For job opportunities, these animals must be in the right places where they are most needed. Factors that contribute to accessibility to resources are those like the number of veterinary care or service dog training centers around. It’s important to make sure service animals are always at their peak performance.
Regarding access to amenities, we included pet-friendly breweries and restaurants as factors. Although service dogs are not considered pets because they are working animals, meaning they are allowed in any establishment per ADA regulations, pet-friendly establishments already come prepared with water bowls to hydrate and the proper outdoor lavatories for these loyal companions. Service dogs deserve to enjoy downtime with their humans, too!
And finally, while these canines are on the clock, the surrounding environment must support their owner’s disabilities. Walkable roads, trails, and neighborhoods, for example, are key to supporting the quality of life of their owners.
Keeping all these factors in mind, we found that Albuquerque, New Mexico, is the best city to be a service dog. Albuquerque has an abundance of individuals in need who could benefit from the help of a hard-working service dog and many pet friendly amenities and veterinary services to ensure that service dogs receive quality care.
On the other hand, Provo, Utah, is the worst city to be a service dog as it lacks in nearly every category. Part of the reason could be that Provo has one of the smallest populations in our study, meaning that there are not as many people who require assistance from a service animal, and so also fewer training facilities and pet-friendly amenities to accommodate them.
The Best Cities to Be a Service Dog by Category
There’s a demand for service dogs everywhere in the United States, but some cities have more people in need than others. In the South, cities like Augusta, Georgia, and Daytona, Florida, are home to many people with hearing difficulties that could benefit from a service dog’s assistance. In the Northwest, Spokane, Washington, has many individuals with cognitive difficulties who could also use a helping hand.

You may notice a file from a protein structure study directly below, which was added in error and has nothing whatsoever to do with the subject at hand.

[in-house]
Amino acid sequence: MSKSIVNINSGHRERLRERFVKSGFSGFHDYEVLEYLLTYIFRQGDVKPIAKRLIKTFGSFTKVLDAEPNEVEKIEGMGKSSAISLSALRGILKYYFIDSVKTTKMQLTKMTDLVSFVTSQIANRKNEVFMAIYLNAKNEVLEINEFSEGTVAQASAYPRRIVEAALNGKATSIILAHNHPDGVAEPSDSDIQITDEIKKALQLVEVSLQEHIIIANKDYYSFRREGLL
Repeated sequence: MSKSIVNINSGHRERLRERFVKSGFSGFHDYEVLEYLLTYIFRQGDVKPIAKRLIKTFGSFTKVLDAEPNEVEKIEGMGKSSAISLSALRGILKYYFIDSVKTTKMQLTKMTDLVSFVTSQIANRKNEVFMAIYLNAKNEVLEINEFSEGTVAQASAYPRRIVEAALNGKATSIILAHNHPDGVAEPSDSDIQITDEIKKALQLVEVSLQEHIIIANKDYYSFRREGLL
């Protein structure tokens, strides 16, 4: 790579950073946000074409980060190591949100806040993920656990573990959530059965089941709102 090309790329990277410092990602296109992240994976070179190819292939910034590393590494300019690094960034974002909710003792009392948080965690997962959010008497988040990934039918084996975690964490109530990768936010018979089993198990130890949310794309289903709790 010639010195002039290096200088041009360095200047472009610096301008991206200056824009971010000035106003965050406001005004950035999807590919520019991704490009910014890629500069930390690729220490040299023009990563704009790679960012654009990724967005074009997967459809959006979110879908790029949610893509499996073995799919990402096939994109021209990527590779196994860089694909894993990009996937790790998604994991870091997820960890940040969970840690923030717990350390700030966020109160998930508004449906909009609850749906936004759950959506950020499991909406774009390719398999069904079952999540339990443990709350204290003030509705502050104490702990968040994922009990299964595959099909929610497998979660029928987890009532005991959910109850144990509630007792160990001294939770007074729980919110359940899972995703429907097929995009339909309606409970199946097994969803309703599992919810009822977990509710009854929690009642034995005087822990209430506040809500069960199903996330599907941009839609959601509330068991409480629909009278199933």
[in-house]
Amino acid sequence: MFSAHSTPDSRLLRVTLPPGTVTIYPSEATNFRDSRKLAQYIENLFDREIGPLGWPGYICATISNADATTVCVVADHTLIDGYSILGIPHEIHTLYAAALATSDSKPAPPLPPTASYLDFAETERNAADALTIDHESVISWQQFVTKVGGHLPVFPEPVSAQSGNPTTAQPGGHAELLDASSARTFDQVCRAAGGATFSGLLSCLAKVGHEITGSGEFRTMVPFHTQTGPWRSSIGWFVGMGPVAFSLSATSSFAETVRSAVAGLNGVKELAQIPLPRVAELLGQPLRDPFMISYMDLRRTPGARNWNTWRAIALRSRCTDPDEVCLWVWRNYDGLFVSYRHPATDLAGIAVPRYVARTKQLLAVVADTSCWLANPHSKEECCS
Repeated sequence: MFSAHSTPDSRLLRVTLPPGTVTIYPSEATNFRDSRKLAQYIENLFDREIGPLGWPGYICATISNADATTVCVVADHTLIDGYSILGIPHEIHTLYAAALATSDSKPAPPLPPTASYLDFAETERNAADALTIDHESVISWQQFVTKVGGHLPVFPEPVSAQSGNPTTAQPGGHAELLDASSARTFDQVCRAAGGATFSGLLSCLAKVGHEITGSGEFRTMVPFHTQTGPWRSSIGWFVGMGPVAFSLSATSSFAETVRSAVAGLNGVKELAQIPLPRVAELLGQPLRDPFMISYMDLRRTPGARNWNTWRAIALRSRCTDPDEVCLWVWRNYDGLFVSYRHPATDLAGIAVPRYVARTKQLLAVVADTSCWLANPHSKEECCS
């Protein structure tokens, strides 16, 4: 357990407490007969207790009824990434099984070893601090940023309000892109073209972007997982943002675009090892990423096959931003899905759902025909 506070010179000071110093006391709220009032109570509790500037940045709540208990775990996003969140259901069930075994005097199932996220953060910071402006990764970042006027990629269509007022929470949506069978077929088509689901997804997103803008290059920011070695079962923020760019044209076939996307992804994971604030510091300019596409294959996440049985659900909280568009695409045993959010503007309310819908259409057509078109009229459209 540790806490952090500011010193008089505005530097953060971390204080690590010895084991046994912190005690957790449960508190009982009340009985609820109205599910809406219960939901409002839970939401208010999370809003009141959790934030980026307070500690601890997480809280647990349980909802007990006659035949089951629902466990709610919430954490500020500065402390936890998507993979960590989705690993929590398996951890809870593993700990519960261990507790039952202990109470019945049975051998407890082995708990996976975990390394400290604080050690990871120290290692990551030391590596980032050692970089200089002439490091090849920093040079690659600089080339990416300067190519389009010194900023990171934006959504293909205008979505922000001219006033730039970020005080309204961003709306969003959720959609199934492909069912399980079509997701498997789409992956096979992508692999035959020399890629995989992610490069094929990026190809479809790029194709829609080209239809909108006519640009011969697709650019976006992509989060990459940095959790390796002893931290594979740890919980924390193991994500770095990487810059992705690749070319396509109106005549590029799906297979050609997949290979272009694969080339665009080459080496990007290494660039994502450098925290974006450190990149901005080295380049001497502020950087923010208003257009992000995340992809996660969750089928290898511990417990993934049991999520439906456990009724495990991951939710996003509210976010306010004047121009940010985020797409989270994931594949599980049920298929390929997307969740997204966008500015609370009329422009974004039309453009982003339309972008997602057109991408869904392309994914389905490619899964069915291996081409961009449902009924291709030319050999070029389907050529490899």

Under the guidelines of the Department of Housing and Urban Development, housing providers must “allow a reasonable accommodation involving an assistance animal.” Unfortunately, not all apartments and rental properties feature additional animal friendly amenities, such as easy access to relief facilities or space to run and exercise.
Durham, North Carolina, is the best place for someone with a service dog to find a new home. Although service dogs are welcome in any rental property, it helps if the landlord is predisposed to accepting animals. Durham has nearly 82 pet friendly rentals per 100,000 residents, meaning these apartments and rentals will likely be equipped with clean-up stations and other resources to ensure your helpful companion is comfortable. On the flip side, if you go a little further up north to Poughkeepsie, New York, you might be hard-pressed to find any animal friendly housing, as they only have roughly two pet- friendly rentals per 100,000 residents.